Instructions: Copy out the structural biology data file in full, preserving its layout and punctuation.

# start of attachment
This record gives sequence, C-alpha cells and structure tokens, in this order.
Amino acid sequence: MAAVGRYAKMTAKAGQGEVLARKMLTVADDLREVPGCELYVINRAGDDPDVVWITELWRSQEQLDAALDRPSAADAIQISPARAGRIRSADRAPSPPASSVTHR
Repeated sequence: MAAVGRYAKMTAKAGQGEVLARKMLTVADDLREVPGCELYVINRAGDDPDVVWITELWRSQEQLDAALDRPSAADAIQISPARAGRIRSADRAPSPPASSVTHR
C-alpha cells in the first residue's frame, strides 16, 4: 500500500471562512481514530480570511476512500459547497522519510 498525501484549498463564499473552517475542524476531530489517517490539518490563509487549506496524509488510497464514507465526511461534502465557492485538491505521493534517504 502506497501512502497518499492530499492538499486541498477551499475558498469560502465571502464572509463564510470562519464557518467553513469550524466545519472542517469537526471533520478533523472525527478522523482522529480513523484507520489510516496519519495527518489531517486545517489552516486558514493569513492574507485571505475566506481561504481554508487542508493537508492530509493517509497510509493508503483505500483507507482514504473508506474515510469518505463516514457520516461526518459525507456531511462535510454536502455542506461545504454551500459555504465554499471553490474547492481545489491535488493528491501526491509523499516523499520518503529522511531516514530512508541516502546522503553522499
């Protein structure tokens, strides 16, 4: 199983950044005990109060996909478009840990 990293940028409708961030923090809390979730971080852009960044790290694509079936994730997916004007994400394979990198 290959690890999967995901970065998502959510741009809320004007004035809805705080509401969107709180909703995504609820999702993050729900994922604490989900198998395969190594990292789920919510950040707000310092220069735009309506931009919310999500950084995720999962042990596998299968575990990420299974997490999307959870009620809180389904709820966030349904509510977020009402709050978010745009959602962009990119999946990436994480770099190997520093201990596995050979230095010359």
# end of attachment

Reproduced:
This record gives sequence, C-alpha cells and structure tokens, in this order.
Amino acid sequence: MAAVGRYAKMTAKAGQGEVLARKMLTVADDLREVPGCELYVINRAGDDPDVVWITELWRSQEQLDAALDRPSAADAIQISPARAGRIRSADRAPSPPASSVTHR
Repeated sequence: MAAVGRYAKMTAKAGQGEVLARKMLTVADDLREVPGCELYVINRAGDDPDVVWITELWRSQEQLDAALDRPSAADAIQISPARAGRIRSADRAPSPPASSVTHR
C-alpha cells in the first residue's frame, strides 16, 4: 500500500471562512481514530480570511476512500459547497522519510 498525501484549498463564499473552517475542524476531530489517517490539518490563509487549506496524509488510497464514507465526511461534502465557492485538491505521493534517504 502506497501512502497518499492530499492538499486541498477551499475558498469560502465571502464572509463564510470562519464557518467553513469550524466545519472542517469537526471533520478533523472525527478522523482522529480513523484507520489510516496519519495527518489531517486545517489552516486558514493569513492574507485571505475566506481561504481554508487542508493537508492530509493517509497510509493508503483505500483507507482514504473508506474515510469518505463516514457520516461526518459525507456531511462535510454536502455542506461545504454551500459555504465554499471553490474547492481545489491535488493528491501526491509523499516523499520518503529522511531516514530512508541516502546522503553522499
């Protein structure tokens, strides 16, 4: 199983950044005990109060996909478009840990 990293940028409708961030923090809390979730971080852009960044790290694509079936994730997916004007994400394979990198 290959690890999967995901970065998502959510741009809320004007004035809805705080509401969107709180909703995504609820999702993050729900994922604490989900198998395969190594990292789920919510950040707000310092220069735009309506931009919310999500950084995720999962042990596998299968575990990420299974997490999307959870009620809180389904709820966030349904509510977020009402709050978010745009959602962009990119999946990436994480770099190997520093201990596995050979230095010359």